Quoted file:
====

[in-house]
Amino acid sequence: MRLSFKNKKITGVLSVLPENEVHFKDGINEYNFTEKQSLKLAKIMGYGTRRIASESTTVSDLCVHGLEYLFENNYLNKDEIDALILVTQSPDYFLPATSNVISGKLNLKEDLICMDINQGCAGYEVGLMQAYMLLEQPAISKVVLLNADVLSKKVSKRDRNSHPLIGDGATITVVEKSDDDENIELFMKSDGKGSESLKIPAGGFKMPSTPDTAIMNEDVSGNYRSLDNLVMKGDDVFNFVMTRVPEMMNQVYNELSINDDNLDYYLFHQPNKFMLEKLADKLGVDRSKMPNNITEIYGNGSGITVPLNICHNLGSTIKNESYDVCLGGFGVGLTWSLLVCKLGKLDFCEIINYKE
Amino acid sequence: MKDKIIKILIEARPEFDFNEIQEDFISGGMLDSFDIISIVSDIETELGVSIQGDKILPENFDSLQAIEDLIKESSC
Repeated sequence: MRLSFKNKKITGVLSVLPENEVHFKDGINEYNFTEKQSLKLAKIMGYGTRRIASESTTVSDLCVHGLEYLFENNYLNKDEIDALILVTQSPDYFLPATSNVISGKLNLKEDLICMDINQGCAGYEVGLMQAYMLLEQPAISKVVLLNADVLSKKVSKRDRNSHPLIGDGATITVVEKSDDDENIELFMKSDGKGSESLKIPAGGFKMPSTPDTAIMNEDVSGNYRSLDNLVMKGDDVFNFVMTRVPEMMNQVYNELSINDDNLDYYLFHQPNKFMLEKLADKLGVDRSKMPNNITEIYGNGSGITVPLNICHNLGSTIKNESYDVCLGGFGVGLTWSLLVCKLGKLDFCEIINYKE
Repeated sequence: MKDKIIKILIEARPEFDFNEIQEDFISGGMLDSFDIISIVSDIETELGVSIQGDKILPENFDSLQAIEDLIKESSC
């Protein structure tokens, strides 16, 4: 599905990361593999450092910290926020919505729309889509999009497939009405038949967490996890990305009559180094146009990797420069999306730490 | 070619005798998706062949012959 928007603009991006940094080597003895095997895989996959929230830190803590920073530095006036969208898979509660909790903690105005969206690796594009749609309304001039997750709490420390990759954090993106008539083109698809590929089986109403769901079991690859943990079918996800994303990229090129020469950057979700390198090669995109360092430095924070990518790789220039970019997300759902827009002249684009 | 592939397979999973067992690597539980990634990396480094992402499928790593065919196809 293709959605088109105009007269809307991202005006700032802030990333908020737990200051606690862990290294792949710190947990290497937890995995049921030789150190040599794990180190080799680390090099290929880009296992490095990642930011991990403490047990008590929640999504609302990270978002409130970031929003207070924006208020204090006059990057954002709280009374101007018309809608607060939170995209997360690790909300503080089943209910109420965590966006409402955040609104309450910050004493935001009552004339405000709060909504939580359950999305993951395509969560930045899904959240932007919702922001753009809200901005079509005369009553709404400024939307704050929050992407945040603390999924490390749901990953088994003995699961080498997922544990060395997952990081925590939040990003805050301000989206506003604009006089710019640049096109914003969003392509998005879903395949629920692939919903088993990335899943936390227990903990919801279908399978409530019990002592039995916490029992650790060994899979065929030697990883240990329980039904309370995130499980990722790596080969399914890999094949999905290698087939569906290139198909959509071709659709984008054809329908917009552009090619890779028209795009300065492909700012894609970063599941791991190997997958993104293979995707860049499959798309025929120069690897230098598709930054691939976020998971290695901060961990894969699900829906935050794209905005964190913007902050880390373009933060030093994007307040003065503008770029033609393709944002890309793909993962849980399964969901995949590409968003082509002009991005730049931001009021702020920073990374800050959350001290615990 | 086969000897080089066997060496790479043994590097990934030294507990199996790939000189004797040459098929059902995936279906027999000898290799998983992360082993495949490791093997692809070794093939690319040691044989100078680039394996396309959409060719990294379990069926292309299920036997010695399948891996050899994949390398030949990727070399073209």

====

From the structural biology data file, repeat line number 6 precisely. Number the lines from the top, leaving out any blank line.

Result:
């Protein structure tokens, strides 16, 4: 599905990361593999450092910290926020919505729309889509999009497939009405038949967490996890990305009559180094146009990797420069999306730490 | 070619005798998706062949012959 928007603009991006940094080597003895095997895989996959929230830190803590920073530095006036969208898979509660909790903690105005969206690796594009749609309304001039997750709490420390990759954090993106008539083109698809590929089986109403769901079991690859943990079918996800994303990229090129020469950057979700390198090669995109360092430095924070990518790789220039970019997300759902827009002249684009 | 592939397979999973067992690597539980990634990396480094992402499928790593065919196809 293709959605088109105009007269809307991202005006700032802030990333908020737990200051606690862990290294792949710190947990290497937890995995049921030789150190040599794990180190080799680390090099290929880009296992490095990642930011991990403490047990008590929640999504609302990270978002409130970031929003207070924006208020204090006059990057954002709280009374101007018309809608607060939170995209997360690790909300503080089943209910109420965590966006409402955040609104309450910050004493935001009552004339405000709060909504939580359950999305993951395509969560930045899904959240932007919702922001753009809200901005079509005369009553709404400024939307704050929050992407945040603390999924490390749901990953088994003995699961080498997922544990060395997952990081925590939040990003805050301000989206506003604009006089710019640049096109914003969003392509998005879903395949629920692939919903088993990335899943936390227990903990919801279908399978409530019990002592039995916490029992650790060994899979065929030697990883240990329980039904309370995130499980990722790596080969399914890999094949999905290698087939569906290139198909959509071709659709984008054809329908917009552009090619890779028209795009300065492909700012894609970063599941791991190997997958993104293979995707860049499959798309025929120069690897230098598709930054691939976020998971290695901060961990894969699900829906935050794209905005964190913007902050880390373009933060030093994007307040003065503008770029033609393709944002890309793909993962849980399964969901995949590409968003082509002009991005730049931001009021702020920073990374800050959350001290615990 | 086969000897080089066997060496790479043994590097990934030294507990199996790939000189004797040459098929059902995936279906027999000898290799998983992360082993495949490791093997692809070794093939690319040691044989100078680039394996396309959409060719990294379990069926292309299920036997010695399948891996050899994949390398030949990727070399073209």